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Update: Direct Media, ALC in Merger Talks, Sources Say

American List Counsel, Princeton, NJ, and Direct Media Inc., the Greenwich, CT, list management arm of Acxiom Corp., Conway, AR, are in early stages of merger talks, which could lead to the formation of a new company jointly owned by principals of both ALC and DMI, with Acxiom retaining a minority position, several sources confirmed.

Other investors also could have a stake in the new entity, according to preliminary plans, which are far from complete, the sources said. Industry insiders speculated that part of the deal could be contingent on the much smaller ALC securing additional investors or financing.

A merger would free the entrepreneurial, marketing-oriented DMI from the control of Acxiom, which has struggled to integrate the country's largest list brokerage into its organization in the three years since acquiring it. But analysts and industry insiders said DMI would benefit from an ongoing relationship with Acxiom, which increases DMI's value by adding data analysis capabilities and other database services.

Officials at the companies did not offer much insight. An Acxiom spokesman said the company does not comment on rumors or speculation, and ALC president/CEO Donn Rappaport did not return six phone calls over the past several days. Dave Florence, founder and chairman of DMI, confirmed that talks of a merger between ALC and DMI have taken place but referred further inquiries to Acxiom. He said he had “not seen a letter of intent” for ALC to merge with DMI, although other sources said that such a letter does exist.

ALC is thought to be positioning itself for an eventual public stock offering, although it was not clear whether the merger talks were aimed at achieving that goal.

A source at DMI said that company's principals would like to gain independence from Acxiom's control, and several people both inside the company and in the industry report that an intense culture clash between Acxiom and DMI has hampered the integration of the two companies. A financial analyst who follows Acxiom said the company also may want to sell DMI simply because it might not have met Acxiom's stringent financial targets.

“[The sale of DMI] would not surprise me,” said Robert Bolen of J.C. Bradford & Co., Nashville, TN. “They have thresholds that they have to reach — and if it does not grow as much as they thought it would, they might want to unload it.”

Acxiom recently reported that the DMI division had revenues for the fiscal year ended in March that were flat compared with the year ago levels, around $72 million. Last summer, the division laid off 30 employees to meet its financial targets. The Acxiom/Direct Media products group generates almost 10 percent of Acxiom's annual revenue, which totaled $730 million in the fiscal year ended in March, and 15 percent of its pretax profits. Acxiom's profits before special charges last year were $65.5 million.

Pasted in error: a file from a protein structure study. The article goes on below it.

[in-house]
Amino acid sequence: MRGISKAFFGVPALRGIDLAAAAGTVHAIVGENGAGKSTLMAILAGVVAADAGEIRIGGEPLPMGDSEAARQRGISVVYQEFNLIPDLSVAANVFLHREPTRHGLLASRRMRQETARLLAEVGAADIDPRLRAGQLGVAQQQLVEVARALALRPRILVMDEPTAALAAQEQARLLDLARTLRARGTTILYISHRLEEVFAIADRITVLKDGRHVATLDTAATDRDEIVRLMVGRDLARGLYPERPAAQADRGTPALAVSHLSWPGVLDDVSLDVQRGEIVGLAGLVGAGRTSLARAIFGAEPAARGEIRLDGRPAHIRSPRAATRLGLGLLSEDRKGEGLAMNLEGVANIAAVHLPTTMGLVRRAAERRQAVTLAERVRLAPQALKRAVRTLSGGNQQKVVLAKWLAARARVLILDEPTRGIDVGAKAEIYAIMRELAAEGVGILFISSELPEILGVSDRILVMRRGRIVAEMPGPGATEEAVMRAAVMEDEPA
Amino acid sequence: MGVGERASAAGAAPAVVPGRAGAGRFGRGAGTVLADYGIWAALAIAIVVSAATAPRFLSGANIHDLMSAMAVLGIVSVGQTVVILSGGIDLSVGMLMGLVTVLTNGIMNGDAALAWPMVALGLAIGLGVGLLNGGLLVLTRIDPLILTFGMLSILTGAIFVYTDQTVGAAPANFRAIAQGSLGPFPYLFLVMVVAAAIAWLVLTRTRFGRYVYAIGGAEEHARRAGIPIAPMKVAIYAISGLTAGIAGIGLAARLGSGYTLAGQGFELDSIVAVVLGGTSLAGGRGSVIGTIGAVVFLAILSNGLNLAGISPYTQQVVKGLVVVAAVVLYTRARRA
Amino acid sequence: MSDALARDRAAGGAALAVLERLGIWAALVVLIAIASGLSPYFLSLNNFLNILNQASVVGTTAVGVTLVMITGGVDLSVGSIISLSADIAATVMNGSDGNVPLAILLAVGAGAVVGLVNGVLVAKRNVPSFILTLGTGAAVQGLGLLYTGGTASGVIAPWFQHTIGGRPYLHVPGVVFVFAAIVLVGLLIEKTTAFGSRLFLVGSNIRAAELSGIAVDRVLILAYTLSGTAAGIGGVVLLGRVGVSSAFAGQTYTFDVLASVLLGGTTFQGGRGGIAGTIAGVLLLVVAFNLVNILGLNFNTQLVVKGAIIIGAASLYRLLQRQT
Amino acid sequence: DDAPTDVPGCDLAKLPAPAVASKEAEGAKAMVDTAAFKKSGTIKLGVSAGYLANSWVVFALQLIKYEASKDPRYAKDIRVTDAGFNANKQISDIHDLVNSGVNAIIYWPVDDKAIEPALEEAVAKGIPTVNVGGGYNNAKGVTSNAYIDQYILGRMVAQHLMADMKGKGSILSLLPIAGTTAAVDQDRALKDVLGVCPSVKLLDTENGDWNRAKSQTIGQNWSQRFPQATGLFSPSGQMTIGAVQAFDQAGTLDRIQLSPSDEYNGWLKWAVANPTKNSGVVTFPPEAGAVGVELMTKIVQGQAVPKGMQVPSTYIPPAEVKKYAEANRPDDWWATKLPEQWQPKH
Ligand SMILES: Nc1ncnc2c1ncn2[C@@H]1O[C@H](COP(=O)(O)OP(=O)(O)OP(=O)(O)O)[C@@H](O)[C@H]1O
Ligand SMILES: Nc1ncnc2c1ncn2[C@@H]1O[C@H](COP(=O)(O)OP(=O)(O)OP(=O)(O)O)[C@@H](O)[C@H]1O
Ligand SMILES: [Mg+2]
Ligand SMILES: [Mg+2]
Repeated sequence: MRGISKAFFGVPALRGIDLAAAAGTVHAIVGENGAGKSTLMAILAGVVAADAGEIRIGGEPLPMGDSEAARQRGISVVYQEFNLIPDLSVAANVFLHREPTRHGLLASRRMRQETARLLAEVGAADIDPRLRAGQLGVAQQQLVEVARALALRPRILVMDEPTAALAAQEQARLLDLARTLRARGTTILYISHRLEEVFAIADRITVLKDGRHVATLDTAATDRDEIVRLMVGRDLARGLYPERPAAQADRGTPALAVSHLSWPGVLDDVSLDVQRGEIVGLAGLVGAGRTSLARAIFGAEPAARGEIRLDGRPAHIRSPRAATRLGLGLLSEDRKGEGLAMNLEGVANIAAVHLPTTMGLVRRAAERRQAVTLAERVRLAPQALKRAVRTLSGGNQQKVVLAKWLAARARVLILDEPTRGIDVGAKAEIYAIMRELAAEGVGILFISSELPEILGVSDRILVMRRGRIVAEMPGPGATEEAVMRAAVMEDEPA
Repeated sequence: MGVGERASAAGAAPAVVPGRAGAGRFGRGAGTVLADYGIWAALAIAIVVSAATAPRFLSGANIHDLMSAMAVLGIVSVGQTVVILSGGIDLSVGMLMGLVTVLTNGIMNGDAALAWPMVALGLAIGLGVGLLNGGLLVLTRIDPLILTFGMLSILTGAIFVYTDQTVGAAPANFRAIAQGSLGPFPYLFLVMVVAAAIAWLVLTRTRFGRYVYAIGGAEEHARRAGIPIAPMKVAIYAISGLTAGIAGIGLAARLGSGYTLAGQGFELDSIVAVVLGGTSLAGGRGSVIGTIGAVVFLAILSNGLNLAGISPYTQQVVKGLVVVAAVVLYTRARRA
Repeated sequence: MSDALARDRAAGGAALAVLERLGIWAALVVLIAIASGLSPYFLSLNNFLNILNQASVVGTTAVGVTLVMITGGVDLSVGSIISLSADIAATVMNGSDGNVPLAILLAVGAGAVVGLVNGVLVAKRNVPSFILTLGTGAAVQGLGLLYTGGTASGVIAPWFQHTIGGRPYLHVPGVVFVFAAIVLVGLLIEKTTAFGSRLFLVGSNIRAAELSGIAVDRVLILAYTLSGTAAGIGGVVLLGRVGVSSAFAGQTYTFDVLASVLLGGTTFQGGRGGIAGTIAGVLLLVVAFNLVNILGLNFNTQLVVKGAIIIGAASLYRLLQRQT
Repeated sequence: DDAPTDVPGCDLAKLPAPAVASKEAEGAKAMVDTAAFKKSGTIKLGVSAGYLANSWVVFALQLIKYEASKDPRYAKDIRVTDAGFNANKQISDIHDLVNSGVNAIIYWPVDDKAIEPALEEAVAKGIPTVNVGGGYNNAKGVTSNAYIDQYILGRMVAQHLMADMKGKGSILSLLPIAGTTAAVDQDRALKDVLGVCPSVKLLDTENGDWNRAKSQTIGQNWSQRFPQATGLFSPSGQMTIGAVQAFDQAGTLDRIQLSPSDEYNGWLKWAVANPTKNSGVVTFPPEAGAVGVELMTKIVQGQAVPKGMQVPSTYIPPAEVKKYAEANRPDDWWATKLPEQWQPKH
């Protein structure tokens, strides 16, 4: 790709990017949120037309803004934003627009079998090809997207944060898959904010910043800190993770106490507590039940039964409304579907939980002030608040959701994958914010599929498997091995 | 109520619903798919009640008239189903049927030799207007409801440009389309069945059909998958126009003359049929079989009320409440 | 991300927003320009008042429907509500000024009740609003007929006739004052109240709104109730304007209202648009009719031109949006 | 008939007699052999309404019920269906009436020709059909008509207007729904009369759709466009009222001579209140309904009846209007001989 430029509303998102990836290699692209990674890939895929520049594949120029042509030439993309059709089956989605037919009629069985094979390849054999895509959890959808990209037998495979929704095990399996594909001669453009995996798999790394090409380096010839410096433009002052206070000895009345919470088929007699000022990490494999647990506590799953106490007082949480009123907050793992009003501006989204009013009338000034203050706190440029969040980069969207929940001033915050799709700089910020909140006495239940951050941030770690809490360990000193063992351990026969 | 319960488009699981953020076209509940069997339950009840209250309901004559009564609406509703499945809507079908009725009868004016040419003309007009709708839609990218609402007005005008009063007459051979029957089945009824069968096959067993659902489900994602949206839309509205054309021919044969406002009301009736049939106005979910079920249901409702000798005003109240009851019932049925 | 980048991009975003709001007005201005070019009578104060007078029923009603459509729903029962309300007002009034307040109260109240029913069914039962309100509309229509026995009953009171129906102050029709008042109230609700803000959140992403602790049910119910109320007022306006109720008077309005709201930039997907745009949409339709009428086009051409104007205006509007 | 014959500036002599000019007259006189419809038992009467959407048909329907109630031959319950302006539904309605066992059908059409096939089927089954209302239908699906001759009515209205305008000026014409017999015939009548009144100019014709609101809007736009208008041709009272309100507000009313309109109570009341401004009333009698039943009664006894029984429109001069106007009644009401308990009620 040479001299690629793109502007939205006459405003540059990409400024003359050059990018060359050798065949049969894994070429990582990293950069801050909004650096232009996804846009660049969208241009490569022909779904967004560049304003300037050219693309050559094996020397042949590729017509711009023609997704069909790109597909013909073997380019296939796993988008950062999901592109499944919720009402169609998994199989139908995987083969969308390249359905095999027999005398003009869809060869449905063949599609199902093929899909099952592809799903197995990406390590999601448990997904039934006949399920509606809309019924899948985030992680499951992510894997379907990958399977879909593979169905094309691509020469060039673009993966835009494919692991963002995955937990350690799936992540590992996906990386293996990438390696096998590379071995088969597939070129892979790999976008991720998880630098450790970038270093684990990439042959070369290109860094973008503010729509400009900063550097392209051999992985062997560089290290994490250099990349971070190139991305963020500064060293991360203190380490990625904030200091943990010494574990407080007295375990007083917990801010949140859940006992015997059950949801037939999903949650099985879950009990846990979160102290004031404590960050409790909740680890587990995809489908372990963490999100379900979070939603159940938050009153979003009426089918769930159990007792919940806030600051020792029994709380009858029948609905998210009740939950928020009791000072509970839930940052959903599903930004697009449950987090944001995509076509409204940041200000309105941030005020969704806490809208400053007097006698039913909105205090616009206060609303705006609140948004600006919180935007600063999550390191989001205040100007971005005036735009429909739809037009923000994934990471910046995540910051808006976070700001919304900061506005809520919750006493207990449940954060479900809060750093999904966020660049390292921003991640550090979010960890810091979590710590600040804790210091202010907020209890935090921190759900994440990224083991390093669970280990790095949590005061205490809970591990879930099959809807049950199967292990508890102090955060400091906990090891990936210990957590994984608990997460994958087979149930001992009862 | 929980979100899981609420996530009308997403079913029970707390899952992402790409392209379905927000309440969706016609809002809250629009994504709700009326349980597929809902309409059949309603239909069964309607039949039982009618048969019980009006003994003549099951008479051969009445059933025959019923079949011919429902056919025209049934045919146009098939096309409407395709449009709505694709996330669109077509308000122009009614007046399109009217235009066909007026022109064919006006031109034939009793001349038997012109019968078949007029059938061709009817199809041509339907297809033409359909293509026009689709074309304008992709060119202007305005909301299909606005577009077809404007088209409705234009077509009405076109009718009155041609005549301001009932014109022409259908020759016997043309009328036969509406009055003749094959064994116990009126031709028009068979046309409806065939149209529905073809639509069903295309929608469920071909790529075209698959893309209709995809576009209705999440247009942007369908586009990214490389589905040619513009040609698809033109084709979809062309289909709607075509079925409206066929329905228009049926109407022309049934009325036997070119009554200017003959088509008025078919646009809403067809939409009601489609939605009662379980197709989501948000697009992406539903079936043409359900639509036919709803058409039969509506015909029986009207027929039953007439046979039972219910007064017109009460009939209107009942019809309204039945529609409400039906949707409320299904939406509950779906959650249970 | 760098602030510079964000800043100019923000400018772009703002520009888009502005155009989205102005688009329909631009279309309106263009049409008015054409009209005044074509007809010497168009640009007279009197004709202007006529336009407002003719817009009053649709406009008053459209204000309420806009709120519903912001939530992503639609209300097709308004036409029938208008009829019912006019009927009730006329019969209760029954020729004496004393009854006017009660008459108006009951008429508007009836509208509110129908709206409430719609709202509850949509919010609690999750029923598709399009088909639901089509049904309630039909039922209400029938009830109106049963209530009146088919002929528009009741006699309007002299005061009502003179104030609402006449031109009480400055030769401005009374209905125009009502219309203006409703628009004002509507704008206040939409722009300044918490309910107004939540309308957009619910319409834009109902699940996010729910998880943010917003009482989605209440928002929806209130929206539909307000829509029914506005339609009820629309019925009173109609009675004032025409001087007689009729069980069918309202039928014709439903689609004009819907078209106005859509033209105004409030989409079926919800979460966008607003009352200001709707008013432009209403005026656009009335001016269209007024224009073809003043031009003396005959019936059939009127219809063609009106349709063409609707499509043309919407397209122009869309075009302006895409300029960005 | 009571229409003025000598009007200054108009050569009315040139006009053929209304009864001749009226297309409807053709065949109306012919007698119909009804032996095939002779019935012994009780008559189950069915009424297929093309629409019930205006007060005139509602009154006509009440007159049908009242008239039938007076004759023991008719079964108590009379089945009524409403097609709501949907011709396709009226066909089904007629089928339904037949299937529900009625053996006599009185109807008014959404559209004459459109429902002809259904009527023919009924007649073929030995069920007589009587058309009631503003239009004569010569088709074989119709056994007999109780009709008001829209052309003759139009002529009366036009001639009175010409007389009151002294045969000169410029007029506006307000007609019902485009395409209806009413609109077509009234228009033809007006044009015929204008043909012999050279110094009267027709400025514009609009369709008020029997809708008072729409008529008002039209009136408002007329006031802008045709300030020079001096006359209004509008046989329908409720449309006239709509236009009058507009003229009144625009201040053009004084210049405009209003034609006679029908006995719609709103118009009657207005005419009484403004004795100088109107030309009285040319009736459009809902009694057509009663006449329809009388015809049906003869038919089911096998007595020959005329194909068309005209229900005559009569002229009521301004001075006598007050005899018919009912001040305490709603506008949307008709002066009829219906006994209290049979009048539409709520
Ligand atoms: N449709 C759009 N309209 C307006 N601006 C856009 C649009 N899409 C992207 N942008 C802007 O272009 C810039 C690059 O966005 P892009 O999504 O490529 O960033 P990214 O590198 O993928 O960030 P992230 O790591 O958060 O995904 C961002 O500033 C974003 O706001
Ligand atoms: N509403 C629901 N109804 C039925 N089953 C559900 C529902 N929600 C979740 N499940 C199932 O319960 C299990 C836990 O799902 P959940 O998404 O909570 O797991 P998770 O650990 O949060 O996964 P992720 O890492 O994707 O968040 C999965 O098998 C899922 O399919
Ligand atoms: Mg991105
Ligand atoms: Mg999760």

Acxiom originally agreed to pay $25 million for DMI in 1996, but the actual payment received by the DMI principals earlier this year valued the deal at more than $52 million in Acxiom stock. It was not clear what the price DMI might fetch if Acxiom did sell it. One list company executive who asked not to be identified, however, said DMI might have lost some value under Acxiom's reign.

The merger, if it does occur, would almost certainly need to involve an ongoing relationship with Acxiom for it to be successful, industry insiders said.

“If Acxiom is not part of it — and ALC and Direct Media go off into the sunset together, I don't see that having much of an impact on the rest of the industry,” said Ralph Stevens, president of list firm Stevens-Knox, New York. “[Acxiom] has tools there that Direct Media has been using very well for its clients and its customers.”

Stevens, who hadn't spoken to the principals of either ALC or DMI, said such a merger could bolster ALC's online efforts, which it operates through its ALC Interactive division.

“Both Direct Media and ALC have Internet capabilities and departments that work with the Internet, so they could merge those,” he said. “It gives them a leg up in that area with both their capabilities and probably would make them, in terms of their involvement with the Internet, the major player out there.”

Although no firm merger plans are expected to be announced this week, some in the industry speculated that DMI might have to report some news at its Third Annual Consumer Co-op, which starts tomorrow in Rye Brook, NY. Hundreds of the firms' customers are expected to be there.

In other news last week, Acxiom filed to offer 5.5 million shares of common stock to the public, including 1.5 million that will be offered by the company and the rest by certain stockholders. The company said it would use the proceeds to reduce the outstanding balance on its credit facility, which would give the company more money for acquisitions, working capital and general corporate purposes.

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